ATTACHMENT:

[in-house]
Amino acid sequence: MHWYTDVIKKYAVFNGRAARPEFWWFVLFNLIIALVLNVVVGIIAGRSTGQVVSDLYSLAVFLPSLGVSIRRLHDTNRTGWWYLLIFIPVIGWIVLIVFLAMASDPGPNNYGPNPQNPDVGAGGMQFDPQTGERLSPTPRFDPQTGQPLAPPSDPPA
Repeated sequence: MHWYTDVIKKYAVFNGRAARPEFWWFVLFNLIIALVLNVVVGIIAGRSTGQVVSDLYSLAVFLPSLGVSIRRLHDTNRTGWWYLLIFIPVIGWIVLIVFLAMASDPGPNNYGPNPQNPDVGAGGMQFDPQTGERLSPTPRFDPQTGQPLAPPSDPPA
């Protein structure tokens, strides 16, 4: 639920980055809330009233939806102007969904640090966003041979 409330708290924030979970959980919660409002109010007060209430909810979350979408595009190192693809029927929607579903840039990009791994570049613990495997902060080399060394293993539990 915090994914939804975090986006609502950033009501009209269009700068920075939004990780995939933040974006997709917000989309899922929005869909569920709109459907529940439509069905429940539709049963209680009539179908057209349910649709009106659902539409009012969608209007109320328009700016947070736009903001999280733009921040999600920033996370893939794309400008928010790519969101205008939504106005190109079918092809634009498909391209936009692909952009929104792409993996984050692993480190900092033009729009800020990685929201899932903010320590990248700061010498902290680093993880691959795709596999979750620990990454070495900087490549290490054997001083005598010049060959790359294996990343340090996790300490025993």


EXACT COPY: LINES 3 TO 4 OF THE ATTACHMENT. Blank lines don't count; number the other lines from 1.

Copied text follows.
Repeated sequence: MHWYTDVIKKYAVFNGRAARPEFWWFVLFNLIIALVLNVVVGIIAGRSTGQVVSDLYSLAVFLPSLGVSIRRLHDTNRTGWWYLLIFIPVIGWIVLIVFLAMASDPGPNNYGPNPQNPDVGAGGMQFDPQTGERLSPTPRFDPQTGQPLAPPSDPPA
């Protein structure tokens, strides 16, 4: 639920980055809330009233939806102007969904640090966003041979 409330708290924030979970959980919660409002109010007060209430909810979350979408595009190192693809029927929607579903840039990009791994570049613990495997902060080399060394293993539990 915090994914939804975090986006609502950033009501009209269009700068920075939004990780995939933040974006997709917000989309899922929005869909569920709109459907529940439509069905429940539709049963209680009539179908057209349910649709009106659902539409009012969608209007109320328009700016947070736009903001999280733009921040999600920033996370893939794309400008928010790519969101205008939504106005190109079918092809634009498909391209936009692909952009929104792409993996984050692993480190900092033009729009800020990685929201899932903010320590990248700061010498902290680093993880691959795709596999979750620990990454070495900087490549290490054997001083005598010049060959790359294996990343340090996790300490025993």